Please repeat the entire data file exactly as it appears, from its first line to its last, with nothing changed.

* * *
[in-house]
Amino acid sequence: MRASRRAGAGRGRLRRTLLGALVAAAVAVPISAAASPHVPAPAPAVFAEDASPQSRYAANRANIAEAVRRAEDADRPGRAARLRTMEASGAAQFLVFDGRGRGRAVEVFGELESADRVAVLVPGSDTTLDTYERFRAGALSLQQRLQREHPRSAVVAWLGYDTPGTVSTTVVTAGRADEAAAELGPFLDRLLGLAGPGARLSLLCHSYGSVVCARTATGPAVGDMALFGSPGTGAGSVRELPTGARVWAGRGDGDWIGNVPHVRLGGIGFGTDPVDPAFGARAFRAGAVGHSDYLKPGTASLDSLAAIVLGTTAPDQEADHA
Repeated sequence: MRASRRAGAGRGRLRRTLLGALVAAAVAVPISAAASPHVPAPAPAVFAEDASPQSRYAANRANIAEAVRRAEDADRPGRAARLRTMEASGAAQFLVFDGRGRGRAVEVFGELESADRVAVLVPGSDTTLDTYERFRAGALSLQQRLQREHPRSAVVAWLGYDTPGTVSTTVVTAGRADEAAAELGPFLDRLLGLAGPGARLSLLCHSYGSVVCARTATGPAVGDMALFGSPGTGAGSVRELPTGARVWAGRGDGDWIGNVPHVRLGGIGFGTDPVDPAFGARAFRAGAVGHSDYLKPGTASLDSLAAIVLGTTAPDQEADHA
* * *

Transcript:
[in-house]
Amino acid sequence: MRASRRAGAGRGRLRRTLLGALVAAAVAVPISAAASPHVPAPAPAVFAEDASPQSRYAANRANIAEAVRRAEDADRPGRAARLRTMEASGAAQFLVFDGRGRGRAVEVFGELESADRVAVLVPGSDTTLDTYERFRAGALSLQQRLQREHPRSAVVAWLGYDTPGTVSTTVVTAGRADEAAAELGPFLDRLLGLAGPGARLSLLCHSYGSVVCARTATGPAVGDMALFGSPGTGAGSVRELPTGARVWAGRGDGDWIGNVPHVRLGGIGFGTDPVDPAFGARAFRAGAVGHSDYLKPGTASLDSLAAIVLGTTAPDQEADHA
Repeated sequence: MRASRRAGAGRGRLRRTLLGALVAAAVAVPISAAASPHVPAPAPAVFAEDASPQSRYAANRANIAEAVRRAEDADRPGRAARLRTMEASGAAQFLVFDGRGRGRAVEVFGELESADRVAVLVPGSDTTLDTYERFRAGALSLQQRLQREHPRSAVVAWLGYDTPGTVSTTVVTAGRADEAAAELGPFLDRLLGLAGPGARLSLLCHSYGSVVCARTATGPAVGDMALFGSPGTGAGSVRELPTGARVWAGRGDGDWIGNVPHVRLGGIGFGTDPVDPAFGARAFRAGAVGHSDYLKPGTASLDSLAAIVLGTTAPDQEADHA